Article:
Yeah, tantrum-ing kids can be pretty unpleasant. They can be especially hard work if we’re knackered, stressed or ruminating about something other than them. It’s easy then to slip into the roles we were, inadvertently, taught by our parents or other significant people in our lives. These roles are not useful but they are familiar – and these are automated reactions; no point beating ourselves up about having them. But we can pause, choose to make changes and then see those changes through.
Karpman’s Drama Triangle is a way of understanding how many of us live our lives. It includes three key roles: victim, rescuer and persecutor. These are particularly prominent during a conflict situation when many of us naturally embed into these roles and seek to reinforce them. I know, so not helpful. During the conflict we might move from role to role but the key for our brain is that we stay within the triangle. It’s familiar and we are comfortable with familiar. Breaking that triangle makes us feel uneasy and uncomfortable within our skin – these are signs our brains are rewiring.
So, example…our 3.75 yo son, Ed often wants to eat ice-cream for breakfast. For many reasons, this is not OK in our house. If he packs a tanty when the boundary is set, I have four ways I could respond to that tantrum – and THREE are not useful.
Unhelpful Approach One – Victim:
I could tell him how unfair he was being to me and point out how many things I had to think about or do of a morning. I could scold him because we have already been through this before and, really, how dare he challenge the boundary again because he is making my life so difficult by doing so. I could allow him to eat the ice-cream and then make a lot of noise about how hard he makes my life. I could tell him or imply he didn’t deserve to have a mother as wonderful and saintly as I. (Yes, you may gag now.) Which ever way I do it, as a victim, I make it all about me and my emotional needs and not about him or what he really needs at this time.
Unhelpful Approach Two – Persecutor:
I could use my body or words to cause him pain. I could make this all about how dreadful he is and tell him that he is an awful dreadful child who will never be ‘good’. Which ever way I do it, as a persecutor, I make it all about my power and might, and not about him. I am asking him to learn and rely on ‘the rules’ to get through life. I am asking him to become externally focussed and not trust his own instincts. In this role, I am unable to tell the difference between his needing a boundary and my needing to be the boundary-setter.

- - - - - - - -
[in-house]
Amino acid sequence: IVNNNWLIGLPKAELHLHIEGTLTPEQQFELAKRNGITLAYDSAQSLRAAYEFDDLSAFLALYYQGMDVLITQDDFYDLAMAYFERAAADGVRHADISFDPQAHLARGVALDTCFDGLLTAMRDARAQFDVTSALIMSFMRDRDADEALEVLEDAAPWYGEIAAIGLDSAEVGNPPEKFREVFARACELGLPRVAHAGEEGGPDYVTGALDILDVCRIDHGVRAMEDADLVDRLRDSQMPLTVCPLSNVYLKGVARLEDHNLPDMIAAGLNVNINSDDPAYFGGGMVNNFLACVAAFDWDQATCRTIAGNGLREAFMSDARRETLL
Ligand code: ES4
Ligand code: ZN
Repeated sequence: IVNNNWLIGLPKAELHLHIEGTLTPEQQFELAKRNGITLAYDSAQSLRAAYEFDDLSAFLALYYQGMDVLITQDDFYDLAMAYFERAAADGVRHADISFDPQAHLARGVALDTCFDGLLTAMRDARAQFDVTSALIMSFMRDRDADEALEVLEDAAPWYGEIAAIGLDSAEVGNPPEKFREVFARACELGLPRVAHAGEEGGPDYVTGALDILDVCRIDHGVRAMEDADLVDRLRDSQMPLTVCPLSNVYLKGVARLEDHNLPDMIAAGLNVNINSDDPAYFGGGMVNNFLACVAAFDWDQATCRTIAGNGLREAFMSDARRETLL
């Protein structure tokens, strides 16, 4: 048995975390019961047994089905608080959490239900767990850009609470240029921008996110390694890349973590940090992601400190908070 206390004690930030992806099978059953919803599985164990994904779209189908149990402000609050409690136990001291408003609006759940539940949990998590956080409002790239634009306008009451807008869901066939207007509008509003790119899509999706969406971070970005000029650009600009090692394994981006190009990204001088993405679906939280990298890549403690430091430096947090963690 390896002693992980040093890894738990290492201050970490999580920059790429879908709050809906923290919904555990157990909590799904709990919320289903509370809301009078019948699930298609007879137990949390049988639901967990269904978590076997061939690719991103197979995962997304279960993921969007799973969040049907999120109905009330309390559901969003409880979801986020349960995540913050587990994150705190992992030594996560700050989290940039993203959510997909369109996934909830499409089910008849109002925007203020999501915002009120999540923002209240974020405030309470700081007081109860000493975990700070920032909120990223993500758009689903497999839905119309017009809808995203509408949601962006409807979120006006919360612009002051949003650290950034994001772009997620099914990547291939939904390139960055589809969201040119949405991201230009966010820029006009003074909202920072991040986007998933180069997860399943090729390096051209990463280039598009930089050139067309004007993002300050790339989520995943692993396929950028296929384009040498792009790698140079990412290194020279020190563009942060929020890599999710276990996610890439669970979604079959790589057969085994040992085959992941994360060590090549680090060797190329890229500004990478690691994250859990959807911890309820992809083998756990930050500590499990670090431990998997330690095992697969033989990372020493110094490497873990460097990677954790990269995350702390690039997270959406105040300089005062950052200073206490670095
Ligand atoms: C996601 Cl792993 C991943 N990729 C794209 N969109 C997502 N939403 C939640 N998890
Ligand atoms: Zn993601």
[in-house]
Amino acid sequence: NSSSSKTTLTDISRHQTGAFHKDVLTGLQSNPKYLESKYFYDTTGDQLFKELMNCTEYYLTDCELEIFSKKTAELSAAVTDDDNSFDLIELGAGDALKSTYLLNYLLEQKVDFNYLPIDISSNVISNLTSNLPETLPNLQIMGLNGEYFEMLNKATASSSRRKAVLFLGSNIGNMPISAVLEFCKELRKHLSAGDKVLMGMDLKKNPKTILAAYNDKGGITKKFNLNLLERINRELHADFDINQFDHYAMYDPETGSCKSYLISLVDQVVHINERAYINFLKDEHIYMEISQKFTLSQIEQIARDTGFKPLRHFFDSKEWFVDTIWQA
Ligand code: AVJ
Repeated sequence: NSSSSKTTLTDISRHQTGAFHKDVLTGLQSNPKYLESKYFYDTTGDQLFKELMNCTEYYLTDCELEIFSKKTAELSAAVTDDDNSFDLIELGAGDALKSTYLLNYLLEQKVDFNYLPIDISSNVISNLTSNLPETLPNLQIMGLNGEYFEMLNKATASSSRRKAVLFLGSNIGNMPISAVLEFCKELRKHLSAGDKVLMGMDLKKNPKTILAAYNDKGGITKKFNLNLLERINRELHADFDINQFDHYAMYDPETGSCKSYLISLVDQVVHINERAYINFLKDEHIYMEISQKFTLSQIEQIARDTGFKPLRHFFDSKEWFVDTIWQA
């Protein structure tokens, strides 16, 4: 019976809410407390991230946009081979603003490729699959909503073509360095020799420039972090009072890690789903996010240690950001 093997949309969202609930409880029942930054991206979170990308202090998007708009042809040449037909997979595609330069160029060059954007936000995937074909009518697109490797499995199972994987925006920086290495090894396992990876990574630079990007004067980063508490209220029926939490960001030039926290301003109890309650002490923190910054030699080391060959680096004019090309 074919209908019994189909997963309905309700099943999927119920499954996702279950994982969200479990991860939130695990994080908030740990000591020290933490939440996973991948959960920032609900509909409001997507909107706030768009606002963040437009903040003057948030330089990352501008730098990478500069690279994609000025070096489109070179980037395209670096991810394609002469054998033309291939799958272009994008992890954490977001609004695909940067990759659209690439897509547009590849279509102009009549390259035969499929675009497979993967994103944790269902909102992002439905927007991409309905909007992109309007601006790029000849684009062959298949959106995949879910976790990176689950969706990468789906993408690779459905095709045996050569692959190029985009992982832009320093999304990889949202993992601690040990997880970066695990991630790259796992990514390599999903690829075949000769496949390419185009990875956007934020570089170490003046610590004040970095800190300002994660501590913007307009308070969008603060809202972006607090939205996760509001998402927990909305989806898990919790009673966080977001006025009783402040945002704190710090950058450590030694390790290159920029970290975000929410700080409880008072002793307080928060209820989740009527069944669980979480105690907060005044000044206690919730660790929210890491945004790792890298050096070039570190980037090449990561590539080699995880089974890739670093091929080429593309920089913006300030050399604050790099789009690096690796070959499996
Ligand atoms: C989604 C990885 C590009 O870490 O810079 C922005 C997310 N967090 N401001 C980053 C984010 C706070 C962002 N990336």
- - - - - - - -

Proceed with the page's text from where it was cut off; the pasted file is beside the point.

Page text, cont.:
Unhelpful Approach Three – Rescuer:
I could start using this as a time for teaching. I could reason and debate with him and then pat myself on the back for being such a wonderful parent and doing such a lot of work. I could give up my own need for breakfast or my other boys’ needs to have my focus from time to time and give myself totally to the issue of teaching Ed all the stuff he needs to know about healthy breakfasts. Can you see the problem? In any situation, but particularly conflict situations, the person doing the most talking is the person doing the most work. Except, I already know about decent diet and why ice-cream is not a great choice as a breakfast food, and after about 10-15 words it’s unlikely he’s hearing me anyway. Which ever way I do it, as a rescuer, I am assuming what he needs to know and teaching him in a way that makes me feel better about MYSELF. If I’m a compulsive rescuer, I actually don’t want this resolved because I gain a lot of self-worth from the rescuing and helping and assisting that I do. I am embedding him in the role of ‘victim’ so that I can get MY needs met.